– Decision dated 19/11/2018 and numbered 2018/131 (“Decision”): In light of an application filed to the Authority by the relevant legal entity requesting that data belonging to it, held by the data controller, be electronically transferred to another data controller, it has been ruled that data belonging to legal entities does not fall within the scope of the PDP Law and since the requesting party is a legal entity, the request has been denied its request for a review.
– Decision dated 16/10/2018 and numbered 2018/118 (“Decision”): Following an application to the Authority by the data subject, in which the data subject’s request from the data controller to erase the data subject’s personal data held within the data controller’s data storage system has been denied, and that this denial was deemed unsatisfactory, the Authority has found that the data controller had not complied with the Authority’s decision within the legal time limits. The Authority has ordered the data controller, which it regards as a public entity, to delete the personal data of the complainant that has surpassed the legal retention period and inform the complainant of the erasure proceedings together with refraining from processing this data. The Authority has allotted the data controller a period of 30 days to comply with this order. In cases where the data controller does not comply with the order within the allotted time, the Authority reserves the right to enforce administrative fiduciary fines and engage in disciplinary proceedings against the data controller who must, insofar as permitted by the previous consent provided by the relevant party, inform the relevant party in a due manner;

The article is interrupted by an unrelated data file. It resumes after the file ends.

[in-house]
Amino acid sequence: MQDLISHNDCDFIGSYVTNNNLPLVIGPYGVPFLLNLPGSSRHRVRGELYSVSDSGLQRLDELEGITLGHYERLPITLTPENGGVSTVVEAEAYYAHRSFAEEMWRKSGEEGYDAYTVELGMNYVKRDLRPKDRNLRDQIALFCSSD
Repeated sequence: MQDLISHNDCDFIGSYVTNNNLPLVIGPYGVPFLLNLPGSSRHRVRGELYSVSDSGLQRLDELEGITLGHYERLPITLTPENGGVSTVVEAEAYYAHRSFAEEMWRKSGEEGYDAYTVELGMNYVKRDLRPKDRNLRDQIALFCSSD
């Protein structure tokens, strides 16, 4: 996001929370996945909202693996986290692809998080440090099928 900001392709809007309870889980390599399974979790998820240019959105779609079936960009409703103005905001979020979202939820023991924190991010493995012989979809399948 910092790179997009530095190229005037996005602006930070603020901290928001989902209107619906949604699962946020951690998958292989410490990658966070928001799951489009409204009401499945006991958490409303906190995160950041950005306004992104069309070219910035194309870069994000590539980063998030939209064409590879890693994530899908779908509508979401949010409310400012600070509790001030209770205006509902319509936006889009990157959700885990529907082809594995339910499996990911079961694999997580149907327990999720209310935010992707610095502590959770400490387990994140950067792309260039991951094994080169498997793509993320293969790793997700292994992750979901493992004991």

– Decision dated 13/09/2018 and numbered 2018/106 (“Decision”):Following a complaint filed by the data subject in a document that the data subject has executed for the performance of his duties is shared online by persons unknown, it is decided that there are no proceedings that can be undertaken by the Authority regarding posts made via online applications since the mentioned complaint falls under the scope of the Turkish Criminal Code and is part of pending litigation initiated by the Complainant;
– Decision dated 26/07/2019 and numbered 2018/90 (“Decision”): Where a group of companies is the recipient of online job applications due to its position as the operator of an online job seeking platform and the personal data processing procedure that this aforementioned group of companies employs is up for automatic review by the Authority, it has come to light that explicit consent has been acquired through the use of a single check box where the reader is asked simultaneously to consent to reading the text and also agreeing to the processing of the reader’s personal data. This application has been ruled unlawful since the purpose of the PDP Law is clear in its intention to protect personal data and also since this application of explicit consent act violates Article 5/1(f) of the Communiqué on Procedure and Principles Detailing the Duty to Inform. It is therefore ruled that there must exist a clear separation between the consent requested from the data subject for having read the text and the consent requested for processing of personal data via a mechanism that utilizes, such as the one detailed in the scenario above, elective choice boxes.